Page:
The Baltimore Department of General Services auctioned off 17 dirt bikes this morning that were previously used by the Baltimore Police Department.
The Suzuki DR 350s, all 1996 models, were sold during the regular monthly vehicle auction held by the city. "Part of our fleet reduction strategy is to eliminate underutilized vehicles from the fleet," according to Ryan Trout, a DGS spokesman. He says fleet reduction has been ongoing since 2011: "We examine age, mileage, fuel usage, the maintenance and repair cost for each vehicle... and work with agencies to identify which vehicles can be eliminated from the fleet."
A police spokesman confirmed that the bikes "were previously used by the BPD in various patrol / enforcement capacities."
The auction also included sedans, plows, several earth-moving machines, and a ladder truck from the fire department. About 50 bidders followed auctioneer Larry Makowski of Express Auctioneers from lot to lot. Several bidders said the bikes were sold early on for between $500 and $1,200 each. "Some run, some don't," one bidder, who did not buy anything this time, said.
Baltimore police have been cracking down on illegal dirt bike riders in recent weeks, setting up "traffic calming" details on Reisterstown Road and chasing down—even hitting—some riders. Dirt bikes are illegal to ride in Baltimore City. The police bikes that were auctioned are "street legal," Trout says, and eligible for regular plates. Most of the dirt bikes the department seizes are not street legal—they lack lights or other necessary equipment—and are not registered, police have said.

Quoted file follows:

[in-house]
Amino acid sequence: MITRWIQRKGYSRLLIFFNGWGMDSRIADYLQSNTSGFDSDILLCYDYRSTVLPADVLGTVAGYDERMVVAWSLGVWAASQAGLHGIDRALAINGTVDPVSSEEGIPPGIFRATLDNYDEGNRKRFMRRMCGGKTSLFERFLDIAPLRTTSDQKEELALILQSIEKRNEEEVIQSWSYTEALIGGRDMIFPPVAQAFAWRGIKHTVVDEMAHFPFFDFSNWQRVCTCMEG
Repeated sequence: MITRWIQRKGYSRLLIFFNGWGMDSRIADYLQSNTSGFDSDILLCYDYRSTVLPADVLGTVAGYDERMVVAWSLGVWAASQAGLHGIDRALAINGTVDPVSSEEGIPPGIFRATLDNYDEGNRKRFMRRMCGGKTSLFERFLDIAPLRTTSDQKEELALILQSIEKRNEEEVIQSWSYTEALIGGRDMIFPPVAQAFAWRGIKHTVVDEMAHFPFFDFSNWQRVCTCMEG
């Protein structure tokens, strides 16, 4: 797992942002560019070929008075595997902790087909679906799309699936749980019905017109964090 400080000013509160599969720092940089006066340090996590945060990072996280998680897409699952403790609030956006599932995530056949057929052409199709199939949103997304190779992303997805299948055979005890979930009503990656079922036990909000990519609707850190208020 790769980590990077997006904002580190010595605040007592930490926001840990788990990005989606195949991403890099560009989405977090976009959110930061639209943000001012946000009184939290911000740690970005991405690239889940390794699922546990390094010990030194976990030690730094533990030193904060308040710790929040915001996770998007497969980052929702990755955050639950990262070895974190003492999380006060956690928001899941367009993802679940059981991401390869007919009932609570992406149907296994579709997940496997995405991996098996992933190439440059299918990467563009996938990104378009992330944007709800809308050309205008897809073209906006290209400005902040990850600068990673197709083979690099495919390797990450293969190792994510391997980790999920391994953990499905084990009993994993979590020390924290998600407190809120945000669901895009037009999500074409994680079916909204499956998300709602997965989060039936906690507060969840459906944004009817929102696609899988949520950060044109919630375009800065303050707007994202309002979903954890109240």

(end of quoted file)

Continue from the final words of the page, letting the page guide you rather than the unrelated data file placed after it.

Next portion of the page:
Those bikes are sold out of state by the city's Department of Transportation, which holds the seized vehicles in an impound lot on Route 40. More than 200 dirt bikes have been seized this year, DOT spokeswoman Adrienne Barnes says in an email. "No surrounding States that touch Maryland are allowed to buy the dirt bikes," she writes.
Until three or four years ago, the city was crushing all the unregistered dirt bikes it seized. It is unclear why the policy was changed.
DGS's auctioneer knows who purchased all the ex-cop bikes, says Trout, but the city agency did not sell only to out-of-state buyers. "These aren't dirt bikes," Trout explains. "They're kind of like a rugged street legal motorcycle... they're a little sturdier than a regular motorcycle but they wouldn't be great for off-roading."
Hmmm. 350ccs... super-long tube shocks... tiny sprocket... knobby tires... If the Suzuki DR 350 Dual Sport is not a dirt bike, it sure fooled those idiots at Motorcycle News.